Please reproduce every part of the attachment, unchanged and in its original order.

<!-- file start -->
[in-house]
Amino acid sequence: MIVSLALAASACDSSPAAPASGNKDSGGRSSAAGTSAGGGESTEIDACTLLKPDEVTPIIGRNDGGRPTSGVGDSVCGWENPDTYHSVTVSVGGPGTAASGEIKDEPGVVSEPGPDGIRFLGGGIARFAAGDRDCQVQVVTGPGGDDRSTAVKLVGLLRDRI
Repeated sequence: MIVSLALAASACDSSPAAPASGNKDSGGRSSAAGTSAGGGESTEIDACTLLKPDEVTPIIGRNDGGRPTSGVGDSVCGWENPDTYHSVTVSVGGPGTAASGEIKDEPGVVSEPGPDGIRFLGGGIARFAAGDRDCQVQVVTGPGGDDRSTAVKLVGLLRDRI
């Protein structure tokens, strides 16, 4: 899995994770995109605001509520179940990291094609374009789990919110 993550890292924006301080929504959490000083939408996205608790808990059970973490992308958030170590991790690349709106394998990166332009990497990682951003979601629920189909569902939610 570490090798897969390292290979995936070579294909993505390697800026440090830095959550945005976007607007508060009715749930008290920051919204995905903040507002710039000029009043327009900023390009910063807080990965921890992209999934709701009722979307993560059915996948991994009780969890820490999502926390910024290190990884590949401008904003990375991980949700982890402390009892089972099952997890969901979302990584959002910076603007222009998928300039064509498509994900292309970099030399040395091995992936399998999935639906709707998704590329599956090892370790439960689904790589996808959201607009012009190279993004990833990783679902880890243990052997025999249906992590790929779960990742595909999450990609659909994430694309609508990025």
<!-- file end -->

[in-house]
Amino acid sequence: MIVSLALAASACDSSPAAPASGNKDSGGRSSAAGTSAGGGESTEIDACTLLKPDEVTPIIGRNDGGRPTSGVGDSVCGWENPDTYHSVTVSVGGPGTAASGEIKDEPGVVSEPGPDGIRFLGGGIARFAAGDRDCQVQVVTGPGGDDRSTAVKLVGLLRDRI
Repeated sequence: MIVSLALAASACDSSPAAPASGNKDSGGRSSAAGTSAGGGESTEIDACTLLKPDEVTPIIGRNDGGRPTSGVGDSVCGWENPDTYHSVTVSVGGPGTAASGEIKDEPGVVSEPGPDGIRFLGGGIARFAAGDRDCQVQVVTGPGGDDRSTAVKLVGLLRDRI
């Protein structure tokens, strides 16, 4: 899995994770995109605001509520179940990291094609374009789990919110 993550890292924006301080929504959490000083939408996205608790808990059970973490992308958030170590991790690349709106394998990166332009990497990682951003979601629920189909569902939610 570490090798897969390292290979995936070579294909993505390697800026440090830095959550945005976007607007508060009715749930008290920051919204995905903040507002710039000029009043327009900023390009910063807080990965921890992209999934709701009722979307993560059915996948991994009780969890820490999502926390910024290190990884590949401008904003990375991980949700982890402390009892089972099952997890969901979302990584959002910076603007222009998928300039064509498509994900292309970099030399040395091995992936399998999935639906709707998704590329599956090892370790439960689904790589996808959201607009012009190279993004990833990783679902880890243990052997025999249906992590790929779960990742595909999450990609659909994430694309609508990025």